Brown, Brandon J.

BrandonBrownBrandon R. Brown, Professor of Physics,
University of San Francisco (USF)
Author, Planck: Driven by Vision, Broken by War

Most recent email: 4 May 2017

Dear Prof. Dr. Brown:

Your book, Planck: Driven by Vision, Broken By War has become a favorite.  I am a bit confused, however, because it seems that my original source, the Oxford University Press  blog: that your work is being paraphrased by Julie Fergus. Is that correct? I have selected a few quotes from the blog. From which source would you prefer that I quote?

By the way, you might enjoy seeing our work resulting from the NASA SpaceApps Challenge last weekend.  We are slowly being nudged along!


Oh, yes, you may also enjoy this note to Ed Witten at Institute for Advanced Studies:


PS. Probable quotes of your work for which I am ever grateful:

Planck: Driven by Vision, Broken by War

“Today, Max Planck is recognized for “discovering” Albert Einstein and his radical theories. In 1905, Einstein lacked both a PhD and a university teaching position. However, Planck almost instantly supported Einstein’s relativity theory, and in part through Planck’s backing, Einstein became a key figure among the scientific community.”  page 16ff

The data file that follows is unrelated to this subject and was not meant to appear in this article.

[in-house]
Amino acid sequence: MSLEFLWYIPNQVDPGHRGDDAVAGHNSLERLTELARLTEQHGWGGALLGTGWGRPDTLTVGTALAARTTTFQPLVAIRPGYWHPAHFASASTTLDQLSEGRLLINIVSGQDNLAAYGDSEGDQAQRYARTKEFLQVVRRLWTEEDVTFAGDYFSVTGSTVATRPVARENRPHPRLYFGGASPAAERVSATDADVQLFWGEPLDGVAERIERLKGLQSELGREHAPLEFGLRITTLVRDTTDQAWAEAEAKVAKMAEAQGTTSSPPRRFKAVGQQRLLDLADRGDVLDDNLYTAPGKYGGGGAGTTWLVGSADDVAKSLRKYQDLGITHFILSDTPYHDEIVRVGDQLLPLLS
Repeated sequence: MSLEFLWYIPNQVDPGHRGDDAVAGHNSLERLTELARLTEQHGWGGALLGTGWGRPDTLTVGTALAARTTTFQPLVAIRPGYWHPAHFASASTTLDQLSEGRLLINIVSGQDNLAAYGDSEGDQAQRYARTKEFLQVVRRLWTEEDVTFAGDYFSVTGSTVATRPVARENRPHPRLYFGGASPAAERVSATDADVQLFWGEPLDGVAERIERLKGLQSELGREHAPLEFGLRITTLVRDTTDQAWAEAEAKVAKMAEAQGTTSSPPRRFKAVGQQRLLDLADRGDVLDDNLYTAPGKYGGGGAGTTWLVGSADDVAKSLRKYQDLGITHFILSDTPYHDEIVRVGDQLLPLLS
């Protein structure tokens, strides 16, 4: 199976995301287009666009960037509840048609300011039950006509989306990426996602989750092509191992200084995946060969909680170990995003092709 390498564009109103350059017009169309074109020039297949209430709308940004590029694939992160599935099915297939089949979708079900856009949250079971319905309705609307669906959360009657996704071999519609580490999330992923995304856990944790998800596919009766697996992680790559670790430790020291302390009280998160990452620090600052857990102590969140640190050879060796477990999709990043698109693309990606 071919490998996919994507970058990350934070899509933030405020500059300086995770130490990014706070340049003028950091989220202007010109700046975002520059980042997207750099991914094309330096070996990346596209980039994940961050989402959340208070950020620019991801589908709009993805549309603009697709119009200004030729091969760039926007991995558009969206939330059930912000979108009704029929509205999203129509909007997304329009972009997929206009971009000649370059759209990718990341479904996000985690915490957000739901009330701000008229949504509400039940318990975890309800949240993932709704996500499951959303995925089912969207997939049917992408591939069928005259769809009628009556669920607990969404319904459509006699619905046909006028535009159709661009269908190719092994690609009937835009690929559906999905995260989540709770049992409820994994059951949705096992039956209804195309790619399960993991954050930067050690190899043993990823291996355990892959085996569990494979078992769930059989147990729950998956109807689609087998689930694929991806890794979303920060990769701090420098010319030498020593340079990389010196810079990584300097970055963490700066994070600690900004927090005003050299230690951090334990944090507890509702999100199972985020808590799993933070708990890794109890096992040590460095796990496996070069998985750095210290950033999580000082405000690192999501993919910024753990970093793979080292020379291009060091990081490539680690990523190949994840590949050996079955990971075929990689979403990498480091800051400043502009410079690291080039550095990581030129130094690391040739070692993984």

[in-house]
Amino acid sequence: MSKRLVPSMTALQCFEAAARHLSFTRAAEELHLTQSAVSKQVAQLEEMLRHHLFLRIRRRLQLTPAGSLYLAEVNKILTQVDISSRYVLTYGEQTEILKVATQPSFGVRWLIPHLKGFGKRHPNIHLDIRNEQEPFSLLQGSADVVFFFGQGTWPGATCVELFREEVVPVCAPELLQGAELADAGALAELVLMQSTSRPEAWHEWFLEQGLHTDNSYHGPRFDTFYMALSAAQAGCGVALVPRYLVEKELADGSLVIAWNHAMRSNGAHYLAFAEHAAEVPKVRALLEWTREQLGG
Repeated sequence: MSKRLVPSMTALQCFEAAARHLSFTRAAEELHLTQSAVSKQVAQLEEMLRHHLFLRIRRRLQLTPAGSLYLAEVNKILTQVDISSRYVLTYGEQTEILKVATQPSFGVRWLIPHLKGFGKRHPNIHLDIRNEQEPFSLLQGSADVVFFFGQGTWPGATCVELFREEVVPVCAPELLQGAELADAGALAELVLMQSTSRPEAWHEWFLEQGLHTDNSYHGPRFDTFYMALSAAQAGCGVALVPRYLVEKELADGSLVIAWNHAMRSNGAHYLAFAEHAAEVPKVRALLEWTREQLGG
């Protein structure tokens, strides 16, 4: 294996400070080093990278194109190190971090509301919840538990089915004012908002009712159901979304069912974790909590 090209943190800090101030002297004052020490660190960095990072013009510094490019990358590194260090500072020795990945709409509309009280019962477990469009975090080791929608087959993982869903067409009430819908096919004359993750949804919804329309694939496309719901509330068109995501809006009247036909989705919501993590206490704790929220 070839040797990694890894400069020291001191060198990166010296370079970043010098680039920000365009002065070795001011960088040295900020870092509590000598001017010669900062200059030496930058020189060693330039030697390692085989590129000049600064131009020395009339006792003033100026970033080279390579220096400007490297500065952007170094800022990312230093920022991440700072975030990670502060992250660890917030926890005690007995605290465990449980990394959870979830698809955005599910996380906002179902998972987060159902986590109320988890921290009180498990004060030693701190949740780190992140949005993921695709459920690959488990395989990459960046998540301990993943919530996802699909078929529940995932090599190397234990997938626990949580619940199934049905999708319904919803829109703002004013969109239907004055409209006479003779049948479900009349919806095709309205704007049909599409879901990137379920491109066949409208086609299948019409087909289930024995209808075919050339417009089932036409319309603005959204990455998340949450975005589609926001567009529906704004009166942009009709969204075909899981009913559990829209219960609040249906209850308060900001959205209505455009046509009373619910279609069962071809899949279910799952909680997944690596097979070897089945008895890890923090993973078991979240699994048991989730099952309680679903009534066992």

“With Planck’s unwavering support, however, understanding of the brilliance of Einstein’s theories slowly spread. Planck was one of the first scientist following Einstein to publish a paper on general relativity, and he encouraged the publication of all five of Einstein’s radical papers in Annalen der Physik—a journal in which Planck served on the editorial board in 1906, and later would go on to operate as a chief editor.”

“Planck enjoyed arguing that science and religion support one another in that the premise for both is that “there exists a rational world order independent from man” and “that the character of the world order can never be directly known but can only be indirectly recognized or suspected” (“Religion and Natural Science” in Scientific Autobiography and Other Papers).”

“…the two maintained a deeply rooted friendship stemming from their shared devotion to a search for fundamental truths. ”

Planck becomes a Nobel laureate in 1918; Einstein in 1921

“A favorite trio formed between Planck, his son Erwin, and Albert Einstein — who played the violin”

First email:  11 April 2017

Brandon Brown, Professor
Harney Science Center 132
University of San Francisco

Author: Planck: Driven by Vision, Broken by War. Oxford, UK

Dear Prof. Dr. Brandon Brown:

I appreciated finding these pages on the web and had to thank you:

Being entirely idiosyncratic, I had commented about the relation, (between Planck and Einstein) but it was based on very little scholarship:

Our work is within a high school and uses base-2 notation from the Planck units to the Age of the Universe (and today).

Our simple chart is just filled with speculations:

Given your work and emphasis on innovation, I thought you might find our work of some amusing interest!

Best wishes,

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